An investigation carried out by King’s College London yielded these results. A study led by researchers from King’s College London analyzed the immune response of 65 patients and healthcare workers against COVID-19. The results showed that of the 60% of the recovered people who developed a good antibody response, only 17% maintained that level after three months.
These findings could eliminate the idea of herd immunity from the massive contagion of a population, since exposure to the disease after three months could be dangerous due to the low level of antibodies.
It is important to mention that immunity is not yet a guarantee since there have been cases of people reinfected with COVID-19. In fact, the World Health Organization (WHO) explains in a scientific note the following:
“Most of these studies show that people who have recovered from an infection have antibodies against the virus. However, in some of them the blood concentration of neutralizing antibodies is very low, which suggests that cellular immunity could also play a crucial role in recovery ”.
While more research is needed, the analysis showed that vaccines in development will need to provide stronger and longer-lasting protection or people will need to use it regularly, the authors explain.
The immunity and the defenses that the organism creates against the virus are essential for the development of a vaccine. Therefore, it is important that further research is carried out and other factors are taken into account.
But overall, the scientists converged on three reasons to hold out a bit of skepticism about the most apocalyptic headlines.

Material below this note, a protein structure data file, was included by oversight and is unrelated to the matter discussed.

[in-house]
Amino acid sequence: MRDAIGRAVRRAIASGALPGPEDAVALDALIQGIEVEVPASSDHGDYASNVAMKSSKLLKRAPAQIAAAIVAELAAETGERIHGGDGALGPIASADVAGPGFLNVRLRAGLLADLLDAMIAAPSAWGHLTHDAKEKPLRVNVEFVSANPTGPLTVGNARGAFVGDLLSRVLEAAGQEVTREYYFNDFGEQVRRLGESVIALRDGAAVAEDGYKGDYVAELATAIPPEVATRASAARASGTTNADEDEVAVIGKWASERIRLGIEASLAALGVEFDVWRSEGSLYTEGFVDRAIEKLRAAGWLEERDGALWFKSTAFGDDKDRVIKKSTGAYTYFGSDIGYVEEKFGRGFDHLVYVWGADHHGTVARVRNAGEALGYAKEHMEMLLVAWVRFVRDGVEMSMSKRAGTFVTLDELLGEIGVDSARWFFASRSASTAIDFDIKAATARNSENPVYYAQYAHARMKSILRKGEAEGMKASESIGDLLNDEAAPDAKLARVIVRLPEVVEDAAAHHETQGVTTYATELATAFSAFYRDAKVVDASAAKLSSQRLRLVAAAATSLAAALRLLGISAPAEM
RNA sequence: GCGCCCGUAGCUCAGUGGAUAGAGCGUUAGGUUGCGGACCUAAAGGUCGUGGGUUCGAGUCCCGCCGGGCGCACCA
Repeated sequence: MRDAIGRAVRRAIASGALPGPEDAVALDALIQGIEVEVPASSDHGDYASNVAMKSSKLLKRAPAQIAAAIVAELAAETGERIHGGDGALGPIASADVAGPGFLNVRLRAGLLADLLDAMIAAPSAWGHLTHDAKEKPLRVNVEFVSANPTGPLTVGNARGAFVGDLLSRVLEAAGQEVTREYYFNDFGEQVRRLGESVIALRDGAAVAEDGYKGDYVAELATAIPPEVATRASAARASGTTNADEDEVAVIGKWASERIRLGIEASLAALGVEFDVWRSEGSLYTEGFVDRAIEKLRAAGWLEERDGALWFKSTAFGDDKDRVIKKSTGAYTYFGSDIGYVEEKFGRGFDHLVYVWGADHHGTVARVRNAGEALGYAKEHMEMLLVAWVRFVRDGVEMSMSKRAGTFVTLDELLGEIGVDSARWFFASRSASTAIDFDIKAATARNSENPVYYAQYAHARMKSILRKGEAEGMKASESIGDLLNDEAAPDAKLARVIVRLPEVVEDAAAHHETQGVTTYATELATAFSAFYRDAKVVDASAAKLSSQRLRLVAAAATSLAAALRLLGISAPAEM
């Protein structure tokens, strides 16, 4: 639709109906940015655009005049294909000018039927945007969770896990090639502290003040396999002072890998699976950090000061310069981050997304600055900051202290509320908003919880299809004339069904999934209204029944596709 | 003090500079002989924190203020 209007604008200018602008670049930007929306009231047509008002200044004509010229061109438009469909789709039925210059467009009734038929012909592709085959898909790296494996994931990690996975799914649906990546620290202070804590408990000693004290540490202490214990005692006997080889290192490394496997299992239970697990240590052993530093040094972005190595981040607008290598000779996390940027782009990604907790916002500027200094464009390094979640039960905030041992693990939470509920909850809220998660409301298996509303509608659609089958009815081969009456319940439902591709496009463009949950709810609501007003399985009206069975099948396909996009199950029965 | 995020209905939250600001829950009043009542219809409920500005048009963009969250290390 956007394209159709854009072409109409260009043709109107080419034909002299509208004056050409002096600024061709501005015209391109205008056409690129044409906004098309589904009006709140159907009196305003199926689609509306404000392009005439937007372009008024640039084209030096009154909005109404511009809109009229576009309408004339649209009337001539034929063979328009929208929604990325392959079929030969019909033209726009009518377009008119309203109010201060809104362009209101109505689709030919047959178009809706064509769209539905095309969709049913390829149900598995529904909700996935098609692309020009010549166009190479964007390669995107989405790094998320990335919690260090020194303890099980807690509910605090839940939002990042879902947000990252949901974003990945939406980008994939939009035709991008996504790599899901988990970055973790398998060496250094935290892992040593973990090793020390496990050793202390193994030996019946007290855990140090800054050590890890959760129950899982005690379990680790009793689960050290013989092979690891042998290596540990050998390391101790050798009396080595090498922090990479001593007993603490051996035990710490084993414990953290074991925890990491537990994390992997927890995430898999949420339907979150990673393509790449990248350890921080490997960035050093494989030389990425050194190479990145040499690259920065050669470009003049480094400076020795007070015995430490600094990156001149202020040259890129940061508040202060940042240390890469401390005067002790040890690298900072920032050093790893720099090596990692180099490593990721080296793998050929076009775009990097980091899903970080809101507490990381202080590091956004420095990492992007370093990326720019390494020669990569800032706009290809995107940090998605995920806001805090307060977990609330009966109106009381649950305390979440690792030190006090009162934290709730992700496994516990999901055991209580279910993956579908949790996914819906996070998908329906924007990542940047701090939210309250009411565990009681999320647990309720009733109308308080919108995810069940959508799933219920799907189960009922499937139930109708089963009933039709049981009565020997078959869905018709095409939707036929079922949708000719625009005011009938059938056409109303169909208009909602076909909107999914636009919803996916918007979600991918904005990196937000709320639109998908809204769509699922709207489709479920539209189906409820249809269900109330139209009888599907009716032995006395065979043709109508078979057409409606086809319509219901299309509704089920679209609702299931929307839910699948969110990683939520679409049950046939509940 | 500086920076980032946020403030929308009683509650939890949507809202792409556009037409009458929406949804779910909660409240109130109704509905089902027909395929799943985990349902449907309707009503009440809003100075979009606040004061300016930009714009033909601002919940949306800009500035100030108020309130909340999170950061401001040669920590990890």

First, our immune system is a mysterious place, and the KCL study looked at only one part of it. When a new pathogen enters the body, our adaptive immune system calls up a team of B cells, which produce antibodies, and T cells. To oversimplify a bit, the B cells’ antibodies intercept and bind to invading molecules, and the killer T cells seek and destroy infected cells. Evaluating an immune response without accounting for T cells is like inventorying a national air force but leaving out the bomber jets. And, in the case of COVID-19, those bomber jets could make the biggest difference. A growing collection of evidence suggests that T cells provide the strongest and longest-lasting immunity to COVID-19—but this study didn’t measure them at all.
“To look at just one part of the immune response is woefully incomplete, especially if many COVID patients rely more on T cells,” said Eric Topol, a cardiologist and the founder and director of the Scripps Research facility. He pointed me to a study from France’s Strasbourg University Hospital, which found that some people recovering from COVID-19 showed strong T-cell responses without detectable antibodies. “There is a chance that if a similar longitudinal study looked at T-cell response, the outcome would be far more optimistic,” he said.
Well, let’s be optimistic then.